Two years ago we decided to change the business model of our small contracting firm from direct employment to nearly exclusively subcontractors.

    We've been taking the financial hit of redundancy packages by letting lads go in dribs and drabs as the opportunities arose and to avoid the suspicion of the unions.

    We're nearly thru this process and our standing labour costs are a fraction of what they were. We now only have to hire subcontractors as we need them for what little work we are getting.

    When the economy picks up we will be in a very strong position to capitalise.

    This is not without its downsides. We realise that when times are good again we will have to compete with our rivals to hire the better quality subcontractors and we will no doubt hire a good few wasters but overall it provides us with the flexibility that we need.

    That word, flexibility, that's the key one.
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    Politics.ie Member DaveM's Avatar
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    Quote Originally Posted by Munion View Post
    Two years ago we decided to change the business model of our small contracting firm from direct employment to nearly exclusively subcontractors.

    We've been taking the financial hit of redundancy packages by letting lads go in dribs and drabs as the opportunities arose and to avoid the suspicion of the unions.

    We're nearly thru this process and our standing labour costs are a fraction of what they were. We now only have to hire subcontractors as we need them for what little work we are getting.

    When the economy picks up we will be in a very strong position to capitalise.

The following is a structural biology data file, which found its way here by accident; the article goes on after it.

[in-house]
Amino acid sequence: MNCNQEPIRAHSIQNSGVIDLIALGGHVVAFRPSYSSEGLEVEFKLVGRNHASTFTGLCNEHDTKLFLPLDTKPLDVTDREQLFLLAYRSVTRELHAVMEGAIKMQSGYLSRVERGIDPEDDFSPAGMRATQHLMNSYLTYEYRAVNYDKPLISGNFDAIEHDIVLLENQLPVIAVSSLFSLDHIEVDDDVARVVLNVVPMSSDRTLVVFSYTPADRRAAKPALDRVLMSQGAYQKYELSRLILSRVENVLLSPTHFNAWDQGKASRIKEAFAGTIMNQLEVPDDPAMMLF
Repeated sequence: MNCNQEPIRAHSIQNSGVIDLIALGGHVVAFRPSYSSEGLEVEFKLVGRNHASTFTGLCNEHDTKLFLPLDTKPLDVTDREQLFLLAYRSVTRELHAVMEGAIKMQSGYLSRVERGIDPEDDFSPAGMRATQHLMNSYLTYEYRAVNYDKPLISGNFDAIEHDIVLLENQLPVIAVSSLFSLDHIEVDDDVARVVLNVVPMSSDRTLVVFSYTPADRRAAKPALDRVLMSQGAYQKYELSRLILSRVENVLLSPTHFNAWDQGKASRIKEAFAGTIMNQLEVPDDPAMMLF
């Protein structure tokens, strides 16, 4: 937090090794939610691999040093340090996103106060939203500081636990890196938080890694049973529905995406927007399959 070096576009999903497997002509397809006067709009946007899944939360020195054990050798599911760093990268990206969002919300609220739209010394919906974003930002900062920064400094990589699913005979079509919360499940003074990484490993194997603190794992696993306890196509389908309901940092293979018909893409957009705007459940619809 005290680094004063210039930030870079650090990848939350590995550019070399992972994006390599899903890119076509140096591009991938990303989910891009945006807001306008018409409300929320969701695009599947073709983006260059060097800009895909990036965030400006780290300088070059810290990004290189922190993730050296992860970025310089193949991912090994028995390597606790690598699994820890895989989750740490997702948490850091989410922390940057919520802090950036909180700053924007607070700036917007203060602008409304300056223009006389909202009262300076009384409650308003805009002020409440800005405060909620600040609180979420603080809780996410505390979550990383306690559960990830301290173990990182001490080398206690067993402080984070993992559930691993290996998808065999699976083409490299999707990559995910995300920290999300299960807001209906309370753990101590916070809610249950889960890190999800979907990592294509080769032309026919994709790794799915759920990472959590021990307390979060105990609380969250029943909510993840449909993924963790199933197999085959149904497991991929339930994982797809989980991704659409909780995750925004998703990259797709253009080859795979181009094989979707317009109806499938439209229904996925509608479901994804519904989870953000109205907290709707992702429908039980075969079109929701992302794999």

This is not without its downsides. We realise that when times are good again we will have to compete with our rivals to hire the better quality subcontractors and we will no doubt hire a good few wasters but overall it provides us with the flexibility that we need.

    That word, flexibility, that's the key one.
    Agree completely. It's what we've been doing in the contracting end of our business for years. Excluding the likes of site engineers, we only employ six site personnel (all foremen/supervisors) whereas when you include sub-contracted labour we'd probably have in and around 50 site staff around the country. We've used the same sub-contractors for years and make sure that when times are slow we look after them as much as reasonably possible so when times are good they're more loyal to us. If we employed those people direct we'd be looking at major redundancy costs over the next 6-12 months as our contrating business is has been slowing down rapidly since the start of the year.

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    Default “Fatal Blow To Seal REA’s Fate”.

    Quote Originally Posted by DaveM View Post